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Hubble: A universe without end . . .

Measuring with unprecedented accuracy the abundance of deuterium in space, the Hubble Space Telescope has found evidence suggesting that the universe will expand forever.

Most cosmologists believe that the Big Bang -- the explosive event thought to have sparked the expansion of the cosmos -- produced helium, hydrogen, deuterium (a hydrogen isotope) and traces of a few heavier elements.

Later, during nuclear reactions that led to starbirth, hydrogen, deuterium and helium atoms served as building blocks for making other elements, astrophysicists theorize. Thus, the present ratio of deuterium to hydrogen should enable researchers to calculate the maximum amount of ordinary matter in the universe.

If the universe contains too little mass, the expansion that began with the Big Bang would continue indefinitely. But a sufficiently large amount of matter could provide the gravitational tug required to eventually stop expansion and cause the cosmos to collapse back upon itself -- perhaps to reexpand during some future Big Bang. For years, cosmologists have debated whether the amount of mass in the universe -- still an unknown quantity -- is more likely to favor the first scenario or the second.

In the latest attempt to measure the ratio of deuterium to hydrogen in the cosmos, Jeffrey Linsky of the University of Colorado at Boulder and his colleagues used light from the Milky Way star Capella as a cosmic probe. As light from Capella -- the sixth brightest star in the universe -- passes through interstellar gas on the way to Earth, specific chemical elements absorb specific wavelengths. For example, the ultraviolet wavelengths absorbed by interstellar hydrogen differ slightly from those absorbed by deuterium. And the amount of light absorbed by each isotope indicates the relative concentrations of the two chemicals.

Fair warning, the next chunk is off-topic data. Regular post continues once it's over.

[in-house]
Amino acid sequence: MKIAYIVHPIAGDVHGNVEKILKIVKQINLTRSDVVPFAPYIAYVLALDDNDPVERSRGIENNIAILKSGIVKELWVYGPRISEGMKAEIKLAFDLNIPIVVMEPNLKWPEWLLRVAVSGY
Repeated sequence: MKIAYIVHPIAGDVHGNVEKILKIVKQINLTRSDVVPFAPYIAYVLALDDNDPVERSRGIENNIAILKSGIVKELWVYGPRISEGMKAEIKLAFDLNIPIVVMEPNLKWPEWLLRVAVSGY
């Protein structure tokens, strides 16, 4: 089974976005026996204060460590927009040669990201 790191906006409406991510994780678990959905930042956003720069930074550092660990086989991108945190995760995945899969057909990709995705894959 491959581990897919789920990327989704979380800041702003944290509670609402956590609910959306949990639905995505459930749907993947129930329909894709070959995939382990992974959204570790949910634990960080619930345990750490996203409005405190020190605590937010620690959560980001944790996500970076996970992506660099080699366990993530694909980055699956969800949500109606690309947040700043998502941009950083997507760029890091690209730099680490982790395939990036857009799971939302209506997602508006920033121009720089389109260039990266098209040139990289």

Using Hubble's Goddard High-Resolution Spectrograph to precisely measure the ultraviolet absorption lines, Linsky and his co-workers calculated the deuterium-hydrogen ratio at about 15 parts per million, with an uncertainty of less than 10 percent. Other satellites, such as the International Ultraviolet Explorer, have yielded similar ratios but with far greater uncertainty, Linsky notes.

The primordial ratio may have been somewhat larger, since some deuterium from the early universe may have been destroyed during starbirth or other processes. Nonetheless, says Linksy, Hubble's measurement suggests that the universe contains only about one-tenth the mass required to keep it from expanding forever.

Alternatively, he says, the universe may contain large amounts of dark matter -- still-undetected material that would exert the additional gravitational force needed to keep the cosmos from expanding indefinitely. But so far, ground-based and satellite studies have failed to locate sufficient amounts of this "missing matter."

. . . and a search for dark matter

In one such study, an ongoing set of Hubble observations, astronomers have now examined images of 300 distant quasars. By analyzing the images for telltale distortions, they have inferred the presence of dark matter along the line of sight between Earth and any of these quasars.

The distortions, an effect known as gravitational lensing, occur when any massive foreground object -- whether or not it is visible to an observer -- bends light rays coming from a more distant source. In fact, if an unseen foreground object has enough mass, it can make its presence known by bending the light from a background galaxy or quasar into several distinct images. This phenomenon provides researchers with a powerful probe for dark matter.